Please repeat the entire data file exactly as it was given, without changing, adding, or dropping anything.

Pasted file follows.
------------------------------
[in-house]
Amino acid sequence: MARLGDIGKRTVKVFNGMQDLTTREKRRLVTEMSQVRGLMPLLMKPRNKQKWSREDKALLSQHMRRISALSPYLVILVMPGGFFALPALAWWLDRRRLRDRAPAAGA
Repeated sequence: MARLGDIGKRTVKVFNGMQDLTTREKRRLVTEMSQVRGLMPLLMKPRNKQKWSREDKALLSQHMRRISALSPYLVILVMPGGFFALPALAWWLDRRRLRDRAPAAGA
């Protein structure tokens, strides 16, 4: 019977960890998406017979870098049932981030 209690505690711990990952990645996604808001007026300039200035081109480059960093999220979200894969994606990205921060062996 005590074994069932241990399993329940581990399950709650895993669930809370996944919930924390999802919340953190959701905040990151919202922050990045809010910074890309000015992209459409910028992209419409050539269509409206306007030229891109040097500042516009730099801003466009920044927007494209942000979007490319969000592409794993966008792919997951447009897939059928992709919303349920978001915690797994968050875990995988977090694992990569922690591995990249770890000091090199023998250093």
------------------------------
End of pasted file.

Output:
[in-house]
Amino acid sequence: MARLGDIGKRTVKVFNGMQDLTTREKRRLVTEMSQVRGLMPLLMKPRNKQKWSREDKALLSQHMRRISALSPYLVILVMPGGFFALPALAWWLDRRRLRDRAPAAGA
Repeated sequence: MARLGDIGKRTVKVFNGMQDLTTREKRRLVTEMSQVRGLMPLLMKPRNKQKWSREDKALLSQHMRRISALSPYLVILVMPGGFFALPALAWWLDRRRLRDRAPAAGA
């Protein structure tokens, strides 16, 4: 019977960890998406017979870098049932981030 209690505690711990990952990645996604808001007026300039200035081109480059960093999220979200894969994606990205921060062996 005590074994069932241990399993329940581990399950709650895993669930809370996944919930924390999802919340953190959701905040990151919202922050990045809010910074890309000015992209459409910028992209419409050539269509409206306007030229891109040097500042516009730099801003466009920044927007494209942000979007490319969000592409794993966008792919997951447009897939059928992709919303349920978001915690797994968050875990995988977090694992990569922690591995990249770890000091090199023998250093």